King Mswati III of Swaziland, sub-Saharan Africa's last absolute monarch, is clearly rattled that news about his purchase of up to 20 state-of-the-art armoured Mercedes-Benz cars for himself and his (many) wives has become public knowledge.
It was reported that the Mercedes Benz S600 Pullman Guard cars that can resist an attack with small arms projectiles, a grenade or other explosive and include high-end audio, an intercom, 19-inch flat screen display, DVD player, refrigerator and wood trim as standard, cost E25 million (250,000 US dollars) each.
The Times Sunday reported this news that has also been all over the Internet.
Now, the Times of Swaziland, the kingdom’s only independent newspaper group, has been forced to make a front page apology. It seems Times’ publisher Paul Loffler was summoned to see the king and as a result the following appeared on the front page of the Times.
The TImes Group of Newspapers wishes to bring to the attention of its readers and the public at large that an article published in the April 19, 2009 edition of the Times SUNDAY entitled 'E25m cars at Ludzidzini' was not entirely correct and could have misled the public into believing that his was an amount actually spent on the cars. It has been brought to our attention that the cars referred to in the article were not purchased at a cost of E25 million but at a highly reduced figure due to them being ordered directly from the manufacturers in Germany. We therefore would like to unreservedly apologize to His Majesty the King and all affected parties for the misleading information. We wish to state that the Times Group of Newspapers remains committed in its endeavour to provide information accurate and balanced content in a respectful and unbiased manner and that it shares a common vision for peace and development of this country with the people of Swaziland.
By the publisher on behalf of the Times Group of Newspapers.
Keen readers will note that King Mswati is not denying that he bought the cars, but only that they didn’t cost as much as E25 million, because he got a discount. As I said in my blogpost on Thursday (30 April 2009), when reporting the king’s denial in the Swazi Observer, the newspaper in effect owned by the king, nobody has actually said how much the cars did cost.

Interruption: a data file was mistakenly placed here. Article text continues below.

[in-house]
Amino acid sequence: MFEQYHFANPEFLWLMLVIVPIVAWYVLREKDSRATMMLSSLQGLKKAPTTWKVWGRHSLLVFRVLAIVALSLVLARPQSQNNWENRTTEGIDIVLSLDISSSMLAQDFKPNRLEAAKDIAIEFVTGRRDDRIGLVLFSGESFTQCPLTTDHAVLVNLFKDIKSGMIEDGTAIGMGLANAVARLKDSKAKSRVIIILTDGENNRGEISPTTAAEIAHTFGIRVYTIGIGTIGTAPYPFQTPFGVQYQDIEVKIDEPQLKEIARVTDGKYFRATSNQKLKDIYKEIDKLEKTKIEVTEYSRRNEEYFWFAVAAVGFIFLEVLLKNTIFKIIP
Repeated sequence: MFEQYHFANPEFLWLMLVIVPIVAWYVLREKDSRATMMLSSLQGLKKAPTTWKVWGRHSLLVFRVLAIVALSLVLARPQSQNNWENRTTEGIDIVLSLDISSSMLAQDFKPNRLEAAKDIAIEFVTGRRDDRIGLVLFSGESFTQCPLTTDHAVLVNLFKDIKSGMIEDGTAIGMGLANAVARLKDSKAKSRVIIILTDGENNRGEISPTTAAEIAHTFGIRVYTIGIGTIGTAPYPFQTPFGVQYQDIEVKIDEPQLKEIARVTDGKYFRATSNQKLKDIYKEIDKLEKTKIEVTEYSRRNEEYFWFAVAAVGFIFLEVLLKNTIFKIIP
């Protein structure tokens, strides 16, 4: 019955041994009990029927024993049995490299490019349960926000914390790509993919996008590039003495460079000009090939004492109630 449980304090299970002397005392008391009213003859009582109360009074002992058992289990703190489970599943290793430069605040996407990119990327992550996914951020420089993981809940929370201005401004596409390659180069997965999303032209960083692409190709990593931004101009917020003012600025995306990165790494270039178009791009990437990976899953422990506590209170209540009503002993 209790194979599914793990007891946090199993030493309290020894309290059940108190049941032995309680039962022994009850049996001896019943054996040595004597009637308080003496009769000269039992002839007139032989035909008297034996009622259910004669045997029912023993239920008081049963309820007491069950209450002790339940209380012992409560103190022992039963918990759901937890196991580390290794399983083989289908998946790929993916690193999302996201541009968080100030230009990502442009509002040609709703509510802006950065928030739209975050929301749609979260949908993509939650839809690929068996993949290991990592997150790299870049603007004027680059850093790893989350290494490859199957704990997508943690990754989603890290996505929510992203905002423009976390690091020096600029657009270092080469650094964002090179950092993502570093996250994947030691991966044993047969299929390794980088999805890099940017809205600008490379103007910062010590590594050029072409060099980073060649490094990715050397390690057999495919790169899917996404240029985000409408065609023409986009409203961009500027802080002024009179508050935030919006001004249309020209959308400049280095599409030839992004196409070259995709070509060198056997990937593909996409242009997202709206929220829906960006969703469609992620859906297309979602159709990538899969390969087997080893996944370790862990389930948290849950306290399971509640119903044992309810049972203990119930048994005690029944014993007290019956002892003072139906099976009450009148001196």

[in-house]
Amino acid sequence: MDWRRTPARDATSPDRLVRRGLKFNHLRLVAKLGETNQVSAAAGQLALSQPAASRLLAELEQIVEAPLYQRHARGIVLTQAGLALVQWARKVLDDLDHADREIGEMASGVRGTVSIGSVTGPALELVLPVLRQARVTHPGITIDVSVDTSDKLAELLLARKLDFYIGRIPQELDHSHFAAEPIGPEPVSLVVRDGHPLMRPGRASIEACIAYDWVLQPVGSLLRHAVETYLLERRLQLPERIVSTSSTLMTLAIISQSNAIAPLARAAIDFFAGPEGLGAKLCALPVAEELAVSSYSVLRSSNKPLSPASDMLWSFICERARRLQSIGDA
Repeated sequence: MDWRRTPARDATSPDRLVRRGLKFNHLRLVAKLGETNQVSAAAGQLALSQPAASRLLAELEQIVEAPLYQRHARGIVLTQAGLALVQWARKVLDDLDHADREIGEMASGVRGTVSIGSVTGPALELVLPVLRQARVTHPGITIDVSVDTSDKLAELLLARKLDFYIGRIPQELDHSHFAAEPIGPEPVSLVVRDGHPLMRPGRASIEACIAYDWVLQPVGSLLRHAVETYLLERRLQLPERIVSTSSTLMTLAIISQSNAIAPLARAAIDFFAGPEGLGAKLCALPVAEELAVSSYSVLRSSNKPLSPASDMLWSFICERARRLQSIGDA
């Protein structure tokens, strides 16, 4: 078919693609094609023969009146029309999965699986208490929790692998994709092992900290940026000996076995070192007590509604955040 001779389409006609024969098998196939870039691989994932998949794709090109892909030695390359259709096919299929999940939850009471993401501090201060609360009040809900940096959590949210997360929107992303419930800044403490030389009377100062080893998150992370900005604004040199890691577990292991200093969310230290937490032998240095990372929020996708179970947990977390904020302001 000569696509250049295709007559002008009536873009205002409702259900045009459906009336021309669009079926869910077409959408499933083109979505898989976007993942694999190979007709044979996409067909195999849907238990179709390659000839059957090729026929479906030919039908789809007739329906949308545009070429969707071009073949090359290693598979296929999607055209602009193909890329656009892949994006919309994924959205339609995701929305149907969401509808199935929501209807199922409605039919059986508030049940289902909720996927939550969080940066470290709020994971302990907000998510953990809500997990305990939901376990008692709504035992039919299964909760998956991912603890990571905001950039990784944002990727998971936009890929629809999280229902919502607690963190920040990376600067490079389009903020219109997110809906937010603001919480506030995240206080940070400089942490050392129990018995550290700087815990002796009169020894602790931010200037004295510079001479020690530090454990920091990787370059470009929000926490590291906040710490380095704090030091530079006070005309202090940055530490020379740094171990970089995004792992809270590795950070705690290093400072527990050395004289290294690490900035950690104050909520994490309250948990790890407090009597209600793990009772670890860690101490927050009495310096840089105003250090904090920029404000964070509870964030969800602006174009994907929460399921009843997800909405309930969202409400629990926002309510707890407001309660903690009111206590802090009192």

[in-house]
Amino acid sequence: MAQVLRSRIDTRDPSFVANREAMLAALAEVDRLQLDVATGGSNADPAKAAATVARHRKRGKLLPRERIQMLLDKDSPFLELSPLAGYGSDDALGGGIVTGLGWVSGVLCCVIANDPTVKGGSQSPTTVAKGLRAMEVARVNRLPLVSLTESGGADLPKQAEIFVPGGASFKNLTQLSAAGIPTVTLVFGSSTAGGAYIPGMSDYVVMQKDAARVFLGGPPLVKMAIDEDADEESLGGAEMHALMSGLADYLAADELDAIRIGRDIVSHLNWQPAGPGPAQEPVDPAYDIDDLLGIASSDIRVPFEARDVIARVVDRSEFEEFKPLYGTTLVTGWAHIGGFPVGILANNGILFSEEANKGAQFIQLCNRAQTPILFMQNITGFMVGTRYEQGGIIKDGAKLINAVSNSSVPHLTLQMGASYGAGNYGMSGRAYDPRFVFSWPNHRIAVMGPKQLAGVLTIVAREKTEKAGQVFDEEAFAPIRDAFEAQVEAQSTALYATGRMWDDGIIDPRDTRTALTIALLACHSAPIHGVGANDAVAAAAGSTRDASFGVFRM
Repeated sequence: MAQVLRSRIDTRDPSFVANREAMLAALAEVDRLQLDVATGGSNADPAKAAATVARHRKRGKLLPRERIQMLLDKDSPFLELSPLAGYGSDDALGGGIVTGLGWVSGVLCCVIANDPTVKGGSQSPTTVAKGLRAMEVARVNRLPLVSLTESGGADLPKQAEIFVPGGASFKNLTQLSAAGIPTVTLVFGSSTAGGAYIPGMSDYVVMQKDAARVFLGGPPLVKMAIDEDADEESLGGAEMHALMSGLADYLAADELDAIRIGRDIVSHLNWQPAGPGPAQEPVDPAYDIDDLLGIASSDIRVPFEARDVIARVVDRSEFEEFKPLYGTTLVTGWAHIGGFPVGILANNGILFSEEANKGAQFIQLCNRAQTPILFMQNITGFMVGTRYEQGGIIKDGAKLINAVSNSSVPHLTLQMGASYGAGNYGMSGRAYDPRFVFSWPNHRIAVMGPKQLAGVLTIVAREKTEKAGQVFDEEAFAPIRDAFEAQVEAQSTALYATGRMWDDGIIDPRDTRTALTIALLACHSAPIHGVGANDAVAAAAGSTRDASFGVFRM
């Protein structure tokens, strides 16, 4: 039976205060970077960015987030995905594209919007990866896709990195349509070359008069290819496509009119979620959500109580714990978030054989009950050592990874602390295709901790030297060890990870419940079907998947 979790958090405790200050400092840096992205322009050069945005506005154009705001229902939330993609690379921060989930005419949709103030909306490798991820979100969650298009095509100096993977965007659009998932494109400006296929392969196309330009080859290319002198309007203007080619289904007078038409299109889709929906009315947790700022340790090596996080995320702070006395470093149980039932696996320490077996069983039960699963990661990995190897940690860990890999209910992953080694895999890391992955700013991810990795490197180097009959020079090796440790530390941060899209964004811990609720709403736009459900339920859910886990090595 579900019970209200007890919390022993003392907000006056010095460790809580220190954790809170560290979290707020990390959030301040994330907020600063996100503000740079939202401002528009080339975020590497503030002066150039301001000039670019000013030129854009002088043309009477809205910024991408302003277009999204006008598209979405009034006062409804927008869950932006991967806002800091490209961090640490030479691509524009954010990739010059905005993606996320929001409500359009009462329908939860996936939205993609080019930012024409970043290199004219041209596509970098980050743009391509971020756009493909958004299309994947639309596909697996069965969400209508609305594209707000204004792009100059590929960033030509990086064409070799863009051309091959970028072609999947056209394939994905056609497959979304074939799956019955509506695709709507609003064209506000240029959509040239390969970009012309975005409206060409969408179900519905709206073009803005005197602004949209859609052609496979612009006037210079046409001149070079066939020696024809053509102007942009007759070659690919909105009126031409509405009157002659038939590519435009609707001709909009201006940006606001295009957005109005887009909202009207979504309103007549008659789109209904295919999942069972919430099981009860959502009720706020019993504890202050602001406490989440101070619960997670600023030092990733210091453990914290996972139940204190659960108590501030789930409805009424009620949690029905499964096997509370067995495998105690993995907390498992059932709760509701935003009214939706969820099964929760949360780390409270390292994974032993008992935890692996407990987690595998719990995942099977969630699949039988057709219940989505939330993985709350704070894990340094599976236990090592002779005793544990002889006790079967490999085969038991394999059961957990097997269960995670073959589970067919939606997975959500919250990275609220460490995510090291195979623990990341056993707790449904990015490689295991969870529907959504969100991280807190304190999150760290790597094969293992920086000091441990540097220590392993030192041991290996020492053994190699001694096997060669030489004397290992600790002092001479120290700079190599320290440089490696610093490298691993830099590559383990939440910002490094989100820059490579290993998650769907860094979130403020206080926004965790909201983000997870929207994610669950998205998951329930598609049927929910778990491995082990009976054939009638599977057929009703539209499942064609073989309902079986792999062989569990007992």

If King Mswati doesn’t feel the cost of the cars is any big deal, let him tell us how much he paid for them and where he got the money from.
There are sinister overtones to the Times’ apology. King Mswati has form when it comes to bullying the media in Swaziland. In March 2007 the Times Sunday published a report from the international news agency Afro (click here to read it) that criticised King Mswati and included a reference to the king’s spending, ‘Swaziland is increasingly paralysed by poor governance, corruption and the private spending of authoritarian King Mswati III and his large royal family.’
The article went on to say, ‘The growing social crisis in the country and the lessening interest of donors to support King Mswati’s regime has also created escalating needs for social services beyond the scale of national budgets.’
King Mswati threatened to close down the Times group unless an unreserved apology was printed. It was, and the newspapers survived.
The news about the king’s new cars will not go away. I suspect he may have scored an own goal by forcing an apology from the Times over a report that was essentially true. Expect to see more international attention focused on the king who is said to have a wealth of 200 million US dollars (E2 billion) when 70 percent of his subjects live in abject poverty earning less than one US dollar a day, Swaziland has the highest rate of HIV AIDS and tuberculosis in the world and last year six in ten people needed some form of international food aid to avoid hunger.